Fixing our problems with stormwater pollution is usually an effort taken on by adults, but it’s just as important to teach the next generation how to prevent and reduce their impact on the Great Lakes.
To that end, the Superior Watershed Partnership has worked with students of every age group across Marquette to educate our younger citizens on good stewardship of Lake Superior and its waterways. Third-grade students at Sandy Knoll Elementary, for instance, have been learning about plastics pollution in the Great Lakes through a variety of lessons over the last two years.
They’ve helped the Great Lakes Conservation Corps clean up beaches, learned ways to protect Lake Superior and its watersheds, and participated in SWP’s red bucket program to reduce cigarette waste that ends up in the lake through storm drains. Cigarette butts are the top piece of trash found on beaches, but they usually get there by being tossed on a city street and traveling through the stormwater systems when it rains or when snow melts.
“We’ve involved Sandy Knoll third graders for the past two years in a ‘red bucket campaign,’ distributing red cigarette butt collection buckets to businesses around town,” says Abbie Debiak of the SWP. “The thought being to encourage residents and tourists to properly dispose of cigarette butts so that they don’t get washed into Lake Superior.”
SWP has also worked with teachers at Sandy Knoll to discuss plastics as a problem facing Lake Superior, and much of the plastic waste plaguing our waters ends up there from the stormwater system. So, good stormwater education is a key tool in preventing plastic pollution, too.
One great way to connect with and teach students is through visual projects that can help bring home the impact of stormwater pollution. Local artist Stella Larkin created a large mandala of discarded plastic debris that was collected along a short stretch of Lake Superior beach, which she, along with SWP educators, has presented to several classes ranging from elementary to high school. The materials all came from the stormwater drains of Marquette after a large rainstorm that swept through the area in October of 2017.
“She walked a short stretch of beach (approximately 200 feet) and collected all sorts of different plastic that had washed up on the beach – incorporated it into the piece – and now it’s used as an educational tool to bring awareness to plastic pollution in Lake Superior,” says SWP project planner Abbie Debiak. “Stella and I also presented the piece to multiple high school classes at Marquette Senior High School in November of last year.”
Superior Watershed Partnership also works to get children and students involved in year-round pollution prevention and reduction efforts, like beach clean-ups, visits with the Great Lakes Conservation Corps to talk about the Great Lakes, and education on storm drains and stormwater waste.
Last year, Marquette Alternative High School students helped the SWP plant 286 red and white pines, which are native to the area, along Lakeshore Boulevard and on Presque Isle in Marquette.
“Non-native Lombardy poplar trees were removed, and native trees were planted to improve the nearshore waters of Lake Superior,” says Debiak. Native trees in particular do a better job of rooting deeply and preventing soil erosion, along with providing a stronger filtering system for stormwater running off into the lake.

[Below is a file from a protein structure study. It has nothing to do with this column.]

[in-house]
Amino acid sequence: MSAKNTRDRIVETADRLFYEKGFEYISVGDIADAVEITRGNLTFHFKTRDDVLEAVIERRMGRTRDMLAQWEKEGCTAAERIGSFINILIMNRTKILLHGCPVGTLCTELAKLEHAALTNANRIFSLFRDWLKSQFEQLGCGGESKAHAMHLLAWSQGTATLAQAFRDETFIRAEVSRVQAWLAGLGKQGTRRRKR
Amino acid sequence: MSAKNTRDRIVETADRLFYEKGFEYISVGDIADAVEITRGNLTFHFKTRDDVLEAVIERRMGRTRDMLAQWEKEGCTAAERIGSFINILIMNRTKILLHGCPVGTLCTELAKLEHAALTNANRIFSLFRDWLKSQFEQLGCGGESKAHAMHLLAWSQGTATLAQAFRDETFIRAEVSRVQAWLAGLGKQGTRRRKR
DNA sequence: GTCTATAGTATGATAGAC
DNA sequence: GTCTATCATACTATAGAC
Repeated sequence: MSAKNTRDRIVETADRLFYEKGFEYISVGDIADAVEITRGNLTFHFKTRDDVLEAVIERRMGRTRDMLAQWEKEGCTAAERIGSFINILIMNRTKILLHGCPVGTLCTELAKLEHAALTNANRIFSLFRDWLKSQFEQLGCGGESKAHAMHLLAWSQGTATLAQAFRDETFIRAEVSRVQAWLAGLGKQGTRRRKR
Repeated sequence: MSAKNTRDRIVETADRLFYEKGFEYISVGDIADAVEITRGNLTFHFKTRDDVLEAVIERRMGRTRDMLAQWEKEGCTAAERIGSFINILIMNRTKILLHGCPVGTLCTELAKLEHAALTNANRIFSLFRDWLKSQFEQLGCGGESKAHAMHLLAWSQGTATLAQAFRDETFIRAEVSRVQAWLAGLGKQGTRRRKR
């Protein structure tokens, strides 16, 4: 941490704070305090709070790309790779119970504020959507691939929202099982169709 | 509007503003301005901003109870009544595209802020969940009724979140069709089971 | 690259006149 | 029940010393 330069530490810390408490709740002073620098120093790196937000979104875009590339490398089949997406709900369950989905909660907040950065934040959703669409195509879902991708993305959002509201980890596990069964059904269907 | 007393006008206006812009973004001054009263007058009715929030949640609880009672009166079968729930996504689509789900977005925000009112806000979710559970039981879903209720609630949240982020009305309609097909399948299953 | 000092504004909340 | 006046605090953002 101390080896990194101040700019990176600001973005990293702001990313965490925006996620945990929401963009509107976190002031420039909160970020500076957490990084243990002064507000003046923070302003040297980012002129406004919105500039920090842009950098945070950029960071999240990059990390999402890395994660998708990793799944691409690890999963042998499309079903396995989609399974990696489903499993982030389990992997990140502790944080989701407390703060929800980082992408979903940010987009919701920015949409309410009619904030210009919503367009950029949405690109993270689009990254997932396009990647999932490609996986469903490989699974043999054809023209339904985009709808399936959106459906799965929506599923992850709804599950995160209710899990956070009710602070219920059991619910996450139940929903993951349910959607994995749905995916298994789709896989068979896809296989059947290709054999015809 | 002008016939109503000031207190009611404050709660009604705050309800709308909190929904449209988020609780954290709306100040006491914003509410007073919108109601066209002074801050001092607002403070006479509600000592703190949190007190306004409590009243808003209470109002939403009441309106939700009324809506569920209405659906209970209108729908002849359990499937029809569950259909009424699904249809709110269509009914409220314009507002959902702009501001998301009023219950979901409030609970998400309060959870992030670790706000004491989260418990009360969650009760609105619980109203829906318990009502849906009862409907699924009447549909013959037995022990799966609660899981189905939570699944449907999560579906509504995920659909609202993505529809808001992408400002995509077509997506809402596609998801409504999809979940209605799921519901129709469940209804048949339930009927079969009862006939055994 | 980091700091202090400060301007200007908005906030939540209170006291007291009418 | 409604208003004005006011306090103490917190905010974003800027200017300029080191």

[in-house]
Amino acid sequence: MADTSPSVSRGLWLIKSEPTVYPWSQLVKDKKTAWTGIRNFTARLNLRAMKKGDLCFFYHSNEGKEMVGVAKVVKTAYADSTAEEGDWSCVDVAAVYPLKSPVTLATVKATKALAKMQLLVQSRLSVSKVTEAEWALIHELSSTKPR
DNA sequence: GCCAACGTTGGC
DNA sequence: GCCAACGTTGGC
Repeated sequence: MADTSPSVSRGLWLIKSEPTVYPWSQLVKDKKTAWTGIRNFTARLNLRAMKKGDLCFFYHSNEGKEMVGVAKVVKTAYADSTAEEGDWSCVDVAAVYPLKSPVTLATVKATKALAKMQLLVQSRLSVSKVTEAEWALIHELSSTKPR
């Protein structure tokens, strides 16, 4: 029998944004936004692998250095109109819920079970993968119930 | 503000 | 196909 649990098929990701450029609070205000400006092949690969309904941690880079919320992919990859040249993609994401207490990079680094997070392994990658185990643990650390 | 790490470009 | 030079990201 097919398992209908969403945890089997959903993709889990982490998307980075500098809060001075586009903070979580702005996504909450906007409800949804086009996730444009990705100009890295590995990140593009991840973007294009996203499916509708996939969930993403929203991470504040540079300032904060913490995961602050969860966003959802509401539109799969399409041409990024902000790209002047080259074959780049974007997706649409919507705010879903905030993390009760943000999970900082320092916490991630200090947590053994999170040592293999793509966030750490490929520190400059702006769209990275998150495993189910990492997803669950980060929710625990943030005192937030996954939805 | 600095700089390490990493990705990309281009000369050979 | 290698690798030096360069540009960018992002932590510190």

Debiak is the coordinator for the Upper Great Lakes Stewardship Initiative as well, which has the goal of helping K-12 students in Michigan learn about the lake ecosystem they live in, and helping them become better environmental stewards.
In 2015 and 2016, the initiative worked with students at Graveraet Elementary to explore lessons on Lake Superior and stormwater management. They visited the beach and saw the City of Marquette’s then-brand-new Lakeview Arena stormwater pond, learning about how stormwater throughout the city ends up in Lake Superior with the help of city water treatment staff. The third-grade students learned how to test pH in water, and discussed how and why their test results from the lake and pond were different.
The funding for these projects comes from a variety of sources, including the Great Lakes Fishery Trust, the Great Lakes Stewardship Initiative, the U.S. Forest Service, the Great Lakes Restoration Initiative and United Way of Marquette County.
The SWP is committed to helping educators, parents and children learn more about the Great Lakes and pollution prevention in any way possible. We’ve also collected a solid list of resources for teachers and students to use to learn more about their environment through subjects including math, technology, engineering, science, social studies, art and music. For teachers looking for professional development credits in the field of environmental education, we’ve got another list for that too.
Many agencies from the state to the national and international levels offer useful resources, like the Michigan Environmental Education Curriculum Support Materials from the DEQ, or the Center for Great Lakes Literacy, which is connected to Sea Grant programs. If you know a classroom or teacher interested in environmental education, there are even more resources, for instance this from the EPA on stormwater pollution, and more Great Lakes-specific education from the NOAA here.
The Superior Watershed Partnership staff is also available to help local schools, classrooms and students get involved in protecting our Great Lakes and watersheds.